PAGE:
The sinking of the U.S.S. Maine may have provided an immediate justification for war with Spain, but other events in America and the world can be thought of as causes of the war. Considering the documents below alongside those you have already read, what caused the Spanish-American war?
Reconcentration Camps – Fitzhugh Lee
Source: Excerpt from unsigned enclosure included with telegram sent by Fitzhugh Lee, U.S. Consul-General in Cuba, November 27, 1897. Havana, Cuba.
By the late 1800s, the Spanish were losing control of their colony, Cuba. Concerned about guerilla warfare in the countryside, they moved rural Cubans to “reconcentration” camps where the Spanish claimed they would be better able to protect them. However, people around the world saw newspaper reports that described horrible conditions in the camps for the Cuban people, who were called “reconcentrados.” This account was sent to Washington, D.C., by Fitzhugh Lee, U.S. Consul- General in Havana, who said its author was “a man of integrity and character.” A consul-general is a government official living in a foreign city whose job is to protect U.S. citizens and promote trade. He would make periodic reports to his superiors in the U.S. Dept. of State.
SIR:... [W]e will relate to you what we saw with our own eyes:
Four hundred and sixty women and children thrown on the ground, heaped pell-mell as animals, some in a dying condition, others sick and others dead, without the slightest cleanliness, nor the least help...
...Among the many deaths we witnessed there was one scene impossible to forget. There is still alive the only living witness, a young girl of 18years, whom we found seemingly lifeless on the ground; on her right-hand side was the body of a young mother, cold and rigid, but with her young child still alive clinging to her dead breast; on her left-hand side was also the corpse of a dead woman holding her son in a dead embrace...
The circumstances are the following: complete accumulation of bodies dead and alive, so that it was impossible to take one step without walking over them; the greatest want of cleanliness, want of light, air, and water; the food lacking in quality and quantity what was necessary to sustain life...
From all this we deduct that the number of deaths among the reconcentrados has amounted to 77percent.
Sourcing: Who was Fitzhugh Lee and why did he write this report?
Close Reading: Notice Lee’s graphic descriptions of living conditions. How do these details affect you as you read? Why might these descriptions be so detailed?
Contextualizing: If they could have seen this letter, how do you think people in the U.S. in 1897 might have reacted to this description of the reconcentration camps?
March of the Flag – Albert Beveridge
Source: Excerpt from Albert J. Beveridge’s Senate campaign speech, September 16, 1898. Beveridge gave this speech while he was campaigning to become a senator for Indiana. The speech helped him win the election and made him one of the leading advocates of American expansion.
Fellow citizens, it is a noble land that God has given us; a land that can feed and clothe the world;... It is a mighty people that he has planted on this soil... It is a glorious history our God has bestowed upon his chosen people;... a history of soldiers who carried the flag across the blazing deserts and through the ranks of hostile mountains, even to the gates of sunset; a history of a multiplying people who overran a continent in half a century... William McKinley is continuing the policy that Jefferson began...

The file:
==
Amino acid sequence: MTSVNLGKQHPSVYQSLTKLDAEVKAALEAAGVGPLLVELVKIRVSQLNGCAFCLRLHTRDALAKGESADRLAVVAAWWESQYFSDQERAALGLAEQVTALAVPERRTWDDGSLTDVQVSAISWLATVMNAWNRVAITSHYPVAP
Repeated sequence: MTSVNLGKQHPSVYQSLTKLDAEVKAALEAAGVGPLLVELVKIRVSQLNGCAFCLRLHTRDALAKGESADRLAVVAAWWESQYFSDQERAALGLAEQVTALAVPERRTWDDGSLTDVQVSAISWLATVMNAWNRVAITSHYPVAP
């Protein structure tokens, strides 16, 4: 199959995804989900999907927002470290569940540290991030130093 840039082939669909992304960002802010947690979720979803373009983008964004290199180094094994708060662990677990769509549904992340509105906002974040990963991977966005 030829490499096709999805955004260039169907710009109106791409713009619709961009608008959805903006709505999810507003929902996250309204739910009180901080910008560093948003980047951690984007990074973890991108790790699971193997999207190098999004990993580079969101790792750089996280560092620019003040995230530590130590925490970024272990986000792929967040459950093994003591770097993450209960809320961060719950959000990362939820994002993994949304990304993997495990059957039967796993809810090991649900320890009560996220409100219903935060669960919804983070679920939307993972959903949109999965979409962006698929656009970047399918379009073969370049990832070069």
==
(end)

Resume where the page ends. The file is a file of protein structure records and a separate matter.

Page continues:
The Opposition tells us that we ought not to govern a people without their consent. I answer: The rule of liberty that all just government derives its authority from the consent of the governed, applies only to those who are capable of self-government. I answer, We govern the Indians without their consent, we govern our territories without their consent, we govern our children without their consent.
They ask us how we will govern these new possessions. I answer: If England can govern foreign lands, so can America. If Germany can govern foreign lands, so can America. If they can supervise protectorates, so can America....
What does all this mean for every one of us? It means opportunity for all the glorious young manhood of the republic, the most virile, ambitious, impatient, militant manhood the world has ever seen. It means that the resources and the commerce of these immensely rich dominions will be increased...
In Cuba, alone, there are 15,000,000 acres of forest unacquainted with the axe. There are exhaustless mines of iron.... There are millions of acres yet unexplored.... It means new employment and better wages for every laboring man in the Union....
Ah! as our commerce spreads, the flag of liberty will circle the globe... And, as their thunders salute the flag, benighted peoples will know that the voice of Liberty is speaking, at last, for them; that civilization is dawning, at last, for them Liberty and Civilization, those children of Christ’s gospel... Fellow Americans, we are God’s chosen people....
Sourcing: For what purpose was this speech written? How does that influence what you can expect of it?
Close Reading: What do the following phrases suggest about Beveridge’s view of Americans as compared with people of other nations?
- “noble land that God has given us”
- “applies only to those who are capable of self-government”
- “civilization is dawning, at last, for them”
Contextualizing: According to Beveridge, what else was going on in the U.S. and the rest of the world that made expansion a good idea?